In January 2024, PJM announced a significant upward revision to load in its net energy for load growth forecast compared to the 2023 report, marking the first time over the last 10 years the growth rate rose over 1.5%. The RTO expects net energy for load growth to average 2.3% each year over the next 10 years (2.2% over 15 years). PJM’s Zonal 10/15-Year Load Growth data sets show the Dominion and Eastern Mid-Atlantic (E-MAAC: parts of Delaware, New Jersey, Maryland, and Pennsylvania) zones facing the highest load growth. PJM accredits the increase to continued data center construction, along with the electrification of transportation and industry (Figure 1).  

Impacts of Electrification and Data Center Load on Forecasts (PJM)  

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Figure 1: PJM's Load Adjustment for Data Centers from its February 2023 Energy Transition in PJM Report


Northern Virginia witnessed a 25% compound annual growth rate in data centers from 2014 to 2021, resulting in a gross inventory of 3,972 MW and an additional planned 5,856 MW by H2 2023.2, 3, 3tudies forecast Dominion to face about 5,700 MW of data center summer zonal load by 2027/2028.4 These growth figures outpace neighboring regions: nearby Allegheny Power Systems’ (APS) expects to gain about 1,500 MW in the same timeframe.  

Tax benefits and exemptions are a primary attraction point for counties and technology companies to execute data centers deals. Virginia acted as the first state to exempt data centers from the retail sales and use tax (DCRSUT Exemption),5 and in February 2023, the Washington Post reported that Loudoun County, VA, earns about $576 million in annual local tax revenue from its 115 data centers.6

On the state-level, the governors of Ohio and Virginia possess an affinity for data center investment – both spearheaded contracts with Amazon in 2023 to invest billions in campuses.7 Two data center bills scheduled for Virginia’s 2025 General Assembly could mandate greater resource transparency to qualify for attractive tax benefits and increase corporate PPA reliance (along with battery storage demand), if approved.8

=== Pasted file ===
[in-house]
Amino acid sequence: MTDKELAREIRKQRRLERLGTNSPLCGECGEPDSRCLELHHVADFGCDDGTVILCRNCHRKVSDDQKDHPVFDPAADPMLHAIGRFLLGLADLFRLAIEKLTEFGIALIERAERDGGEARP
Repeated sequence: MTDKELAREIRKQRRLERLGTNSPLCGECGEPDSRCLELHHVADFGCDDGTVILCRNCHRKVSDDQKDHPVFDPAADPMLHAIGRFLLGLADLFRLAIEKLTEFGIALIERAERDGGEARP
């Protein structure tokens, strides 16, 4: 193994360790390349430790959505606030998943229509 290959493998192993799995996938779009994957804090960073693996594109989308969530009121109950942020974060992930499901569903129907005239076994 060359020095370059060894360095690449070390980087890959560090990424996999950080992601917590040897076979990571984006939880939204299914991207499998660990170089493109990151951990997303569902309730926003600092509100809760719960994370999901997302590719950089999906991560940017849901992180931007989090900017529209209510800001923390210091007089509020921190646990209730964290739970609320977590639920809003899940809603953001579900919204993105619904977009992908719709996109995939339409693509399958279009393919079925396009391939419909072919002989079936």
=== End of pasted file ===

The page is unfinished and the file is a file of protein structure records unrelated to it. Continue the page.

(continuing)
Figure 2 maps out the six transmission zones with the highest forecasted annual load growth rates from 2024-2039 in PJM. The dark blue stars indicate the locations of new or planned data center campuses, along with port electrification strategies. Figure 3 dives into the site logistics.  

Forecasted 15-Year Load Growth for Summer Peak by PJM Transmission Zone (2024-2039)

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Figure 2: Data Center Hubs and Corresponding PJM Transmission Zones' 15-Year Load Growth Rates for Summer Peak (2024-2039)

Recent and Upcoming Data Center Developments in PJM’s Footprint

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Figure 3: Recently built or soon-to-be constructed data center campuses and electrification strategies in PJM17

PJM’s Challenges in Meeting Data Center Load

PJM’s upward revision to load growth across the RTO footprint stresses existing and new capacity to come online to meet rising demand, and by extension, places upward pressure on capacity prices. Back in February 2023, PJM announced 40 GW of existing generation remained at risk of retirement by 2030. At the time, it also forecasted demand to grow 1.4% annually for the following 10 years.9 New hyperscale data centers deploying AI require 300-500 MW of capacity given new cooling and increased power density demands.10 Paired with state clean energy goals, the RTO’s new increased load growth points to the need for flexible resources to meet data center demand.